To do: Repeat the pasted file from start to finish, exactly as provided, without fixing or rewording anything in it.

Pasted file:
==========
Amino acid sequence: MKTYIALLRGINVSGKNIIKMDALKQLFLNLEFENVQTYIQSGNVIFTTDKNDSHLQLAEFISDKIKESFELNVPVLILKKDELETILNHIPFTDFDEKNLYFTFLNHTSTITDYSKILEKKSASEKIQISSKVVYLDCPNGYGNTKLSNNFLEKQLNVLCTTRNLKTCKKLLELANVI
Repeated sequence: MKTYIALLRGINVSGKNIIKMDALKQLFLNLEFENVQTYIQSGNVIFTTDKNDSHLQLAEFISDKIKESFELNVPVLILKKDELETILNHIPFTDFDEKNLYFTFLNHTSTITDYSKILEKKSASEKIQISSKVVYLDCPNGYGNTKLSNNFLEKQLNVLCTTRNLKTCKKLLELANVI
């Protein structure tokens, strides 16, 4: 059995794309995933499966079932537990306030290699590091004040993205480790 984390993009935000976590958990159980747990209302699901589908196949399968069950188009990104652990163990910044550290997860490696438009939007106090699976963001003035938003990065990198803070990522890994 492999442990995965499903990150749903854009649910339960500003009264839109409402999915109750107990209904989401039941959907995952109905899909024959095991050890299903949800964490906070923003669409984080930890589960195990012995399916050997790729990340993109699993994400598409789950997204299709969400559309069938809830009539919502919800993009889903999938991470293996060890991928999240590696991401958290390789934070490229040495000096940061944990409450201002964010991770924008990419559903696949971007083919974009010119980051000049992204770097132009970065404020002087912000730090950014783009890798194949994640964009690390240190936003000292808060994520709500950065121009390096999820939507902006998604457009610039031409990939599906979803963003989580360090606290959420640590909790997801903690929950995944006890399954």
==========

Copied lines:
Amino acid sequence: MKTYIALLRGINVSGKNIIKMDALKQLFLNLEFENVQTYIQSGNVIFTTDKNDSHLQLAEFISDKIKESFELNVPVLILKKDELETILNHIPFTDFDEKNLYFTFLNHTSTITDYSKILEKKSASEKIQISSKVVYLDCPNGYGNTKLSNNFLEKQLNVLCTTRNLKTCKKLLELANVI
Repeated sequence: MKTYIALLRGINVSGKNIIKMDALKQLFLNLEFENVQTYIQSGNVIFTTDKNDSHLQLAEFISDKIKESFELNVPVLILKKDELETILNHIPFTDFDEKNLYFTFLNHTSTITDYSKILEKKSASEKIQISSKVVYLDCPNGYGNTKLSNNFLEKQLNVLCTTRNLKTCKKLLELANVI
């Protein structure tokens, strides 16, 4: 059995794309995933499966079932537990306030290699590091004040993205480790 984390993009935000976590958990159980747990209302699901589908196949399968069950188009990104652990163990910044550290997860490696438009939007106090699976963001003035938003990065990198803070990522890994 492999442990995965499903990150749903854009649910339960500003009264839109409402999915109750107990209904989401039941959907995952109905899909024959095991050890299903949800964490906070923003669409984080930890589960195990012995399916050997790729990340993109699993994400598409789950997204299709969400559309069938809830009539919502919800993009889903999938991470293996060890991928999240590696991401958290390789934070490229040495000096940061944990409450201002964010991770924008990419559903696949971007083919974009010119980051000049992204770097132009970065404020002087912000730090950014783009890798194949994640964009690390240190936003000292808060994520709500950065121009390096999820939507902006998604457009610039031409990939599906979803963003989580360090606290959420640590909790997801903690929950995944006890399954």